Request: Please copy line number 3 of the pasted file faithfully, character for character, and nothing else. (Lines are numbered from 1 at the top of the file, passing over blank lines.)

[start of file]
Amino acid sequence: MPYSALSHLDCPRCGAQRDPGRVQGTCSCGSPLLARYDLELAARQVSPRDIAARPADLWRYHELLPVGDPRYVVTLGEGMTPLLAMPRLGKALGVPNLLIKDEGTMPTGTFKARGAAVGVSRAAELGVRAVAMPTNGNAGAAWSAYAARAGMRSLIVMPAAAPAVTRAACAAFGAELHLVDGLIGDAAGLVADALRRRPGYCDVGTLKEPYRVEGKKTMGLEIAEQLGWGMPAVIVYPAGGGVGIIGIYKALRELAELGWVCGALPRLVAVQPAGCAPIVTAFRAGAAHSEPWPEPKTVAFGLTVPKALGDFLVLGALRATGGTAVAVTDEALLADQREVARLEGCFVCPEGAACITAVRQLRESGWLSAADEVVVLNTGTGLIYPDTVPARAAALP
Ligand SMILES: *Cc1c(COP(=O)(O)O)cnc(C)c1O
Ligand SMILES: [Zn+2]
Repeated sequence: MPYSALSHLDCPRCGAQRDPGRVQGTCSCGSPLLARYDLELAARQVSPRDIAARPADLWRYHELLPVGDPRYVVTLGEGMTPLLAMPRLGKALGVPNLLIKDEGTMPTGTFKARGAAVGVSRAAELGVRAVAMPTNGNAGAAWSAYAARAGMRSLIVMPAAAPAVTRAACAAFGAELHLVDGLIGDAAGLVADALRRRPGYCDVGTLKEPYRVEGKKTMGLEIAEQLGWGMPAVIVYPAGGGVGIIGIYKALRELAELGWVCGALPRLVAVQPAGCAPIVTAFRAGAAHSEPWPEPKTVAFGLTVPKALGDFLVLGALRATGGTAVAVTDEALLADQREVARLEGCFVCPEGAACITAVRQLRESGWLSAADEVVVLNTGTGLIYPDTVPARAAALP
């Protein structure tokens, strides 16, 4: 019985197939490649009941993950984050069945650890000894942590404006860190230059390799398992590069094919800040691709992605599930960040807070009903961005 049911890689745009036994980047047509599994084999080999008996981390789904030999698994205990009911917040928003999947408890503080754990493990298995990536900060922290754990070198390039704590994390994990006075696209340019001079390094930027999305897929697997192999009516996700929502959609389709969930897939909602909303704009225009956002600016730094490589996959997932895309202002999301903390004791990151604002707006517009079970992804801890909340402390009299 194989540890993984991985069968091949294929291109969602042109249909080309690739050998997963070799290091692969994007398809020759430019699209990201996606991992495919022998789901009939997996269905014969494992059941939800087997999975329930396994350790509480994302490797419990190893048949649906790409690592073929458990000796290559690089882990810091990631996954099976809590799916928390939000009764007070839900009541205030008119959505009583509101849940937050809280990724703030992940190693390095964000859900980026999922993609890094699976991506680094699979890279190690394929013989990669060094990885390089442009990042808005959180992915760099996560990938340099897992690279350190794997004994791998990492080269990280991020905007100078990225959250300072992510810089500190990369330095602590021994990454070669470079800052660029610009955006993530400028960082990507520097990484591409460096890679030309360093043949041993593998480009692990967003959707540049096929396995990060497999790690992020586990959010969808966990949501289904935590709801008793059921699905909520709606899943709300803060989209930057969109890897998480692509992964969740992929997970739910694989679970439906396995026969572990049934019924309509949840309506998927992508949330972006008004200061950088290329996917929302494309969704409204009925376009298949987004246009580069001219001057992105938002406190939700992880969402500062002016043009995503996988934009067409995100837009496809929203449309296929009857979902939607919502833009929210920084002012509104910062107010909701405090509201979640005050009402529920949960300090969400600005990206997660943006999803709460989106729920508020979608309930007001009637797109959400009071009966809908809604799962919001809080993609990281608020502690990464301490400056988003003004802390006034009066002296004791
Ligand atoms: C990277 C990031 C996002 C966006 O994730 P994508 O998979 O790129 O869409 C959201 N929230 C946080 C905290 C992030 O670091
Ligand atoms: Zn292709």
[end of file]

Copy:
Ligand SMILES: [Zn+2]